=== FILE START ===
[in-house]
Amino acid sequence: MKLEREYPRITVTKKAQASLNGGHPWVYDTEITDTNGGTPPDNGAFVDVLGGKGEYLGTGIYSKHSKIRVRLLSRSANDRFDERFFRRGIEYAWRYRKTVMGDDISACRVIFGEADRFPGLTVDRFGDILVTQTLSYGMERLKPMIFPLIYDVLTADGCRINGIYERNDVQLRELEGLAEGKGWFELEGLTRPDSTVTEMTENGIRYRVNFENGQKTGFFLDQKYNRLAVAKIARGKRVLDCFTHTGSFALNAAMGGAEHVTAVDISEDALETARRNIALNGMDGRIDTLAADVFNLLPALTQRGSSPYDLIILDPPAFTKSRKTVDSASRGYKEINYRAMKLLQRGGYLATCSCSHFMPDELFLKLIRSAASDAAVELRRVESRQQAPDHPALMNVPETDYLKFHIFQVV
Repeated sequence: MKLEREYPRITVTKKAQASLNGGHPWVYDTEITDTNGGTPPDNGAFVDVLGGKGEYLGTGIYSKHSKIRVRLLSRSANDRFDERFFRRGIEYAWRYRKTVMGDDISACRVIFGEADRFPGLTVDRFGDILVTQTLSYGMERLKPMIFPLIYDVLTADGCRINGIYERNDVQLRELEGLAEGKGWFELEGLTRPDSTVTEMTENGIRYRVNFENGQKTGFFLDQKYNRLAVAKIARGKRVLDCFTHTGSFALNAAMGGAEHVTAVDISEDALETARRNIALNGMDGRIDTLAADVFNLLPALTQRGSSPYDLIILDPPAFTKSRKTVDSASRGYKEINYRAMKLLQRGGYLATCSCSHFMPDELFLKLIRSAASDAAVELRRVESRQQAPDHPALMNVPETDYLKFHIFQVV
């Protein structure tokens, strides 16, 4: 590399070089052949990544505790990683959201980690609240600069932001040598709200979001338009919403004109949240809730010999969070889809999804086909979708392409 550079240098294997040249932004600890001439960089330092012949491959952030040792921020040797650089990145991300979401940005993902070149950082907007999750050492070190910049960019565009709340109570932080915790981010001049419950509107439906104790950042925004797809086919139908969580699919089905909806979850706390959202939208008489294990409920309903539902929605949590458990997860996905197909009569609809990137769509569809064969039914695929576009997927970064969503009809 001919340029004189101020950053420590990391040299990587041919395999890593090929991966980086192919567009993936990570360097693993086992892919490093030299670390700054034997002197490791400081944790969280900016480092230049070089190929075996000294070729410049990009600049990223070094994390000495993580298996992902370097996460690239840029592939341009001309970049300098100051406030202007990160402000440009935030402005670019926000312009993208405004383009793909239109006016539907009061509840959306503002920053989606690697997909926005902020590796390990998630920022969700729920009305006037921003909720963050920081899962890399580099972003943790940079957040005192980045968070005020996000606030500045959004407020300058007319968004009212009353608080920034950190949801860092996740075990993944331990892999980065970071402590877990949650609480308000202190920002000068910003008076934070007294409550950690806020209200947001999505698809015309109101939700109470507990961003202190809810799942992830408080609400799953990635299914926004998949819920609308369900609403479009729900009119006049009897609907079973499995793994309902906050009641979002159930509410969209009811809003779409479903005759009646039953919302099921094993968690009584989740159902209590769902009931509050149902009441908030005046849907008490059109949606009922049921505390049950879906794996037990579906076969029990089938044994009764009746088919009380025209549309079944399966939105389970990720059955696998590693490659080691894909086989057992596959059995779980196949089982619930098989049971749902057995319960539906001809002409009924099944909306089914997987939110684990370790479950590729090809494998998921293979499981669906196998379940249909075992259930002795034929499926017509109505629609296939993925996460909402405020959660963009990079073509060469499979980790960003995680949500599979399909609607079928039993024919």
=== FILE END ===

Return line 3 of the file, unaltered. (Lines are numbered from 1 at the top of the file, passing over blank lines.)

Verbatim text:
Repeated sequence: MKLEREYPRITVTKKAQASLNGGHPWVYDTEITDTNGGTPPDNGAFVDVLGGKGEYLGTGIYSKHSKIRVRLLSRSANDRFDERFFRRGIEYAWRYRKTVMGDDISACRVIFGEADRFPGLTVDRFGDILVTQTLSYGMERLKPMIFPLIYDVLTADGCRINGIYERNDVQLRELEGLAEGKGWFELEGLTRPDSTVTEMTENGIRYRVNFENGQKTGFFLDQKYNRLAVAKIARGKRVLDCFTHTGSFALNAAMGGAEHVTAVDISEDALETARRNIALNGMDGRIDTLAADVFNLLPALTQRGSSPYDLIILDPPAFTKSRKTVDSASRGYKEINYRAMKLLQRGGYLATCSCSHFMPDELFLKLIRSAASDAAVELRRVESRQQAPDHPALMNVPETDYLKFHIFQVV